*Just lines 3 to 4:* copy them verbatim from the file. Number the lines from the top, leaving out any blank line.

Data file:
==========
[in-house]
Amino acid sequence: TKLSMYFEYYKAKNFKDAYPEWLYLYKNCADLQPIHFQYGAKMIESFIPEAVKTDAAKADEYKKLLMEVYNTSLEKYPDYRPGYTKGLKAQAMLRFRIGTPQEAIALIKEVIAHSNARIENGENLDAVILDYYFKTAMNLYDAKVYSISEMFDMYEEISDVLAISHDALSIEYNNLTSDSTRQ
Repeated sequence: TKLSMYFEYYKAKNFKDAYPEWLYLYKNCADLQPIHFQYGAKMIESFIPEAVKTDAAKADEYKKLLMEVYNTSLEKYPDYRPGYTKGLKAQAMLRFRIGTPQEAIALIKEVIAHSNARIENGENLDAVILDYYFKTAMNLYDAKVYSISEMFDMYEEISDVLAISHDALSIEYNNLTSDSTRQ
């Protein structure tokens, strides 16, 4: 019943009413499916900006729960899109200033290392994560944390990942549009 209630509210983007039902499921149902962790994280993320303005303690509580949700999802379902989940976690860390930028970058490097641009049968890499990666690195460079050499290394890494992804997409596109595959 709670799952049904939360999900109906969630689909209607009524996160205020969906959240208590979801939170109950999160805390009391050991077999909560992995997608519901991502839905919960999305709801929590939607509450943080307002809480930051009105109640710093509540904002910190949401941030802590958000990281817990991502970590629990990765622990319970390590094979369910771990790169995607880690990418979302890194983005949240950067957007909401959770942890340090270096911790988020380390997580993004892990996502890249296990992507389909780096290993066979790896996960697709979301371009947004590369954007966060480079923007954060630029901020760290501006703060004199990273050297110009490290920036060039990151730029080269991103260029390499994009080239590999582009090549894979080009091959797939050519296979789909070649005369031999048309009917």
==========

Repeated sequence: TKLSMYFEYYKAKNFKDAYPEWLYLYKNCADLQPIHFQYGAKMIESFIPEAVKTDAAKADEYKKLLMEVYNTSLEKYPDYRPGYTKGLKAQAMLRFRIGTPQEAIALIKEVIAHSNARIENGENLDAVILDYYFKTAMNLYDAKVYSISEMFDMYEEISDVLAISHDALSIEYNNLTSDSTRQ
């Protein structure tokens, strides 16, 4: 019943009413499916900006729960899109200033290392994560944390990942549009 209630509210983007039902499921149902962790994280993320303005303690509580949700999802379902989940976690860390930028970058490097641009049968890499990666690195460079050499290394890494992804997409596109595959 709670799952049904939360999900109906969630689909209607009524996160205020969906959240208590979801939170109950999160805390009391050991077999909560992995997608519901991502839905919960999305709801929590939607509450943080307002809480930051009105109640710093509540904002910190949401941030802590958000990281817990991502970590629990990765622990319970390590094979369910771990790169995607880690990418979302890194983005949240950067957007909401959770942890340090270096911790988020380390997580993004892990996502890249296990992507389909780096290993066979790896996960697709979301371009947004590369954007966060480079923007954060630029901020760290501006703060004199990273050297110009490290920036060039990151730029080269991103260029390499994009080239590999582009090549894979080009091959797939050519296979789909070649005369031999048309009917």